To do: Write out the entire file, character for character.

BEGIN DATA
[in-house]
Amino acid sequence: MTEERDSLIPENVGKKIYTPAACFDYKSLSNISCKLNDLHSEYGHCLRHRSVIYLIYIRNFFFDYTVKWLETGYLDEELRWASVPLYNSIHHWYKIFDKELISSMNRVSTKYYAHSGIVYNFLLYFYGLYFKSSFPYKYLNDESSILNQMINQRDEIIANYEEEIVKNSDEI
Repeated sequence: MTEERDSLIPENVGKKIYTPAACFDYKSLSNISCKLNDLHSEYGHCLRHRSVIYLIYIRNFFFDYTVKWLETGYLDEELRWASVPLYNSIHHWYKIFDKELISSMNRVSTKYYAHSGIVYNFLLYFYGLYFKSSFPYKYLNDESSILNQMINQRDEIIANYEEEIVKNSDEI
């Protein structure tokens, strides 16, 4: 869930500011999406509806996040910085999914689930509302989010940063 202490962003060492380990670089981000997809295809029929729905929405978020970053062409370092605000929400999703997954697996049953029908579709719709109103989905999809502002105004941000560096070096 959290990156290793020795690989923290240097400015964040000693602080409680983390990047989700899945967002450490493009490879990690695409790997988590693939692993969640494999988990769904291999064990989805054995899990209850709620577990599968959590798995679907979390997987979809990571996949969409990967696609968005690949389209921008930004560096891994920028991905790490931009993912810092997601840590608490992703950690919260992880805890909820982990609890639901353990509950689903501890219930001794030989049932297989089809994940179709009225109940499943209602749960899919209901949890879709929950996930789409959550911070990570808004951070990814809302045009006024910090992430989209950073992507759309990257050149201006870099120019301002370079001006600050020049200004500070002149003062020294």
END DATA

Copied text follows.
[in-house]
Amino acid sequence: MTEERDSLIPENVGKKIYTPAACFDYKSLSNISCKLNDLHSEYGHCLRHRSVIYLIYIRNFFFDYTVKWLETGYLDEELRWASVPLYNSIHHWYKIFDKELISSMNRVSTKYYAHSGIVYNFLLYFYGLYFKSSFPYKYLNDESSILNQMINQRDEIIANYEEEIVKNSDEI
Repeated sequence: MTEERDSLIPENVGKKIYTPAACFDYKSLSNISCKLNDLHSEYGHCLRHRSVIYLIYIRNFFFDYTVKWLETGYLDEELRWASVPLYNSIHHWYKIFDKELISSMNRVSTKYYAHSGIVYNFLLYFYGLYFKSSFPYKYLNDESSILNQMINQRDEIIANYEEEIVKNSDEI
């Protein structure tokens, strides 16, 4: 869930500011999406509806996040910085999914689930509302989010940063 202490962003060492380990670089981000997809295809029929729905929405978020970053062409370092605000929400999703997954697996049953029908579709719709109103989905999809502002105004941000560096070096 959290990156290793020795690989923290240097400015964040000693602080409680983390990047989700899945967002450490493009490879990690695409790997988590693939692993969640494999988990769904291999064990989805054995899990209850709620577990599968959590798995679907979390997987979809990571996949969409990967696609968005690949389209921008930004560096891994920028991905790490931009993912810092997601840590608490992703950690919260992880805890909820982990609890639901353990509950689903501890219930001794030989049932297989089809994940179709009225109940499943209602749960899919209901949890879709929950996930789409959550911070990570808004951070990814809302045009006024910090992430989209950073992507759309990257050149201006870099120019301002370079001006600050020049200004500070002149003062020294």